During his junior year at Brownstown Central High School, Conner Barnette worked for a local land surveying business.

He was able to go underground, in the woods and on people’s property to do different types of surveying.

That experience helped him determine if it was the type of job he wanted to turn into a career.

After earning his high school diploma in 2012, Barnette went on to earn an associate degree in land surveying from Vincennes University.

Story continues below gallery

He returned to his hometown in 2014 to work for Foresight Land Surveying in a full-time capacity, later took a job in the county surveyor’s office and now is the county’s new building commissioner.

“I had interest in it right off the bat,” Barnette, 22, said of the building commissioner position. “But a lot of it, I wasn’t 100 percent sure what this office entailed, to be honest with you.”

In his previous jobs, Barnette interacted with the previous building commissioner, Mike Weir, on different occasions. Talking to Weir, Brad McPike in the surveyor’s office and Dan Blann, who is the county surveyor and operates Foresight Land Surveying, helped Barnette get a better feel for the job responsibilities.

“I did a lot of research, did a lot of reading up on the ordinances and stuff online, tried to get as much information on it as I could before I applied,” Barnette said.

He then felt confident enough to go for the job. He was among four people who went through interviews, which he said was tough.

“They were all really good, fair questions, but some of them were a little more in-depth than what you would expect,” Barnette said. “All I had been through was maybe a couple of scholarship interviews at college whenever we were applying for some stuff. That was a little less low key than what this was.”

He said he was excited when he learned he landed the job and appreciated the guidance and support he received from people encouraging him to apply.

“I’ve just got a lot of good people surrounding me, so that makes it a lot easier for the transition to go a lot smoother,” he said. “I was fortunate enough Mike stuck with me for two weeks and helped me out, and then I’ve got a lot of people that really are there to help me.”

Barnette said he initially was drawn toward land surveying when a couple of his friends in high school who worked in that field said they enjoyed it.

“I went and just kind of dabbled in it part time in the summers,” he said. “They do a wide variety of stuff. The main thing is you get to be outside a lot, so that kind of drew my interest, and I decided to go to school for that.”

Barnette said the experience he gained while working for Blann and Travis Norman at Foresight Land Surveying paid off in college.

“When I went to school, I had a lot better understanding as to what I was doing than some of those other (students),” he said. “Dan kind of threw me to the wolves ever since I was there. It’s just kind of the way he teaches, and it really, really benefited me down in school and taking this position and with everything I’ve done.”

When time allowed, Barnette continued to work for Foresight Land Surveying during college. It was a bonus knowing he had a full-time job lined up there once he graduated.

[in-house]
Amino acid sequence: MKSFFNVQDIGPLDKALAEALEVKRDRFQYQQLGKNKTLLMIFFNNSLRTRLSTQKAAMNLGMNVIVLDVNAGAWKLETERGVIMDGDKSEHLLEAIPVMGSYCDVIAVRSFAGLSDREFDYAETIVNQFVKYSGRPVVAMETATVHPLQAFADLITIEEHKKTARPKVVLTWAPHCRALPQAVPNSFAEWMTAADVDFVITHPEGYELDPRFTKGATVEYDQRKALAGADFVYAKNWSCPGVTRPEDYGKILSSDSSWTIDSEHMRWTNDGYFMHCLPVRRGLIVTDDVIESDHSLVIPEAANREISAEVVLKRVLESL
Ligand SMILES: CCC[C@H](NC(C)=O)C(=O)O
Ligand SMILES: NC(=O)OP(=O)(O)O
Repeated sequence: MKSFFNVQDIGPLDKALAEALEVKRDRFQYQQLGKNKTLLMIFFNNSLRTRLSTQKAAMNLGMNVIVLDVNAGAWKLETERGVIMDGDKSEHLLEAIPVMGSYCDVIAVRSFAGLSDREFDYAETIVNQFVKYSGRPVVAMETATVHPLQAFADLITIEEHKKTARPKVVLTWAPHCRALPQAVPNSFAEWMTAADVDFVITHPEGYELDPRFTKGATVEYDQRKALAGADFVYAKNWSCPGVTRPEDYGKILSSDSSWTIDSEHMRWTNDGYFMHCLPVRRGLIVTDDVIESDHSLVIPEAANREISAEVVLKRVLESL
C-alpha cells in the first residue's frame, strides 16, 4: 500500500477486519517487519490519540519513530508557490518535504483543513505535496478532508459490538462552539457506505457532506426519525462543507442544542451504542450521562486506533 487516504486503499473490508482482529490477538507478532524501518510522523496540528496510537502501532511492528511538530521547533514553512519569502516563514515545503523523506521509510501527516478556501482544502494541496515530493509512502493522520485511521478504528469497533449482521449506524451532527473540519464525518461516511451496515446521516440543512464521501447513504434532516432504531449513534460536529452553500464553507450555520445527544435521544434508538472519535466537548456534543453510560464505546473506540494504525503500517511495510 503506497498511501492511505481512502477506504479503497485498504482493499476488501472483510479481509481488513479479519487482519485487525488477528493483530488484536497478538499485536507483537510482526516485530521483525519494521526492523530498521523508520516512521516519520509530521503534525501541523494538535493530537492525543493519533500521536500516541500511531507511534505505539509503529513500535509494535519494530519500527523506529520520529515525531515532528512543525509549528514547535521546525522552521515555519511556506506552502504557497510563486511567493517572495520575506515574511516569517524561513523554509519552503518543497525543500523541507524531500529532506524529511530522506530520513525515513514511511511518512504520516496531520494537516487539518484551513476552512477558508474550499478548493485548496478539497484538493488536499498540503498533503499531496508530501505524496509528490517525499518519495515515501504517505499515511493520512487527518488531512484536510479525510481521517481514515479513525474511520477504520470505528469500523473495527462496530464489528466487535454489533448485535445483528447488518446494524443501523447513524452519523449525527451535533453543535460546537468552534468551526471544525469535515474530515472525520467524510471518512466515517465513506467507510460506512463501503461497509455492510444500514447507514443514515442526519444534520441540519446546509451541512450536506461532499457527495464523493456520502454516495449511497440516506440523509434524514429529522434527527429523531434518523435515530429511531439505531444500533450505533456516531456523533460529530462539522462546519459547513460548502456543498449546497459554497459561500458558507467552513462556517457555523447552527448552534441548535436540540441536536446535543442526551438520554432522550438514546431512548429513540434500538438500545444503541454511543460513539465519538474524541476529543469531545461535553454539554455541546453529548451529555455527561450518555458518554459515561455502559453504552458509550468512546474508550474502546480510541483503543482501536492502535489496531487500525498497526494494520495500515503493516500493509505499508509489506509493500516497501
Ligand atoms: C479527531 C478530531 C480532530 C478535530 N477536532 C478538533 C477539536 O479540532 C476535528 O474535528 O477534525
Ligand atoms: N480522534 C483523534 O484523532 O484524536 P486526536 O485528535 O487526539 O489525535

“It’s a really good program at Vincennes, but there’s usually only nine to 10 guys in it,” he said. “It’s a small program, and pretty much everybody has a job coming out with it being that small, but you don’t know where you’re going. That was the biggest benefit knowing I had such a great company to come back and work for and be a mile from my house.”

In June 2015, Blann had an opening for a field manager in the surveyor’s office, and Barnette filled it. In that position, he also served as the secretary for the county drainage board.

Barnette worked in that office until the first part of December, when he became building commissioner.

Fortunately, he was familiar with several of the responsibilities of his new position since he dealt with them in his previous jobs. That includes dealing with the floodplain, flood maps, building permits and GIS.

His experience is helping him put the building permit system and flood maps on the GIS. The public can now go online, click on a property and see a cover page, cover sheet, property card, building permit application, site sketch, site design, survey, flood map and septic and driveway permits.

“It’s all in one file right there, and it’s attached to the property,” Barnette said. “Anything that comes into this office, we really refer to that GIS a lot. It makes it nice where it’s all in one place.”

Other county departments use the GIS to input a variety of information available to the public.

Barnette said he has several other plans, including putting a building permit application on the county website so people can fill it out online and email it to him for review. He also wants to put meeting minutes and other information online.

“Just make it all accessible right there online to where it’s easier for the public to kind of know what they are getting into before they come in,” he said.

Barnette file

Name: Conner Barnette

Age: 22

Hometown: Brownstown

Residence: Brownstown

Education: Brownstown Central High School (2012); Vincennes University (associate degree in land surveying, 2014)

Occupation: Recently hired as the Jackson County building commissioner

Family: Parents, Jennifer and Joe Barnette; siblings, Jordan Barnette and Ally Barnette

Author photo
Zach Spicer is a reporter for The (Seymour) Tribune. He can be reached at zspicer@tribtown.com or 812-523-7080.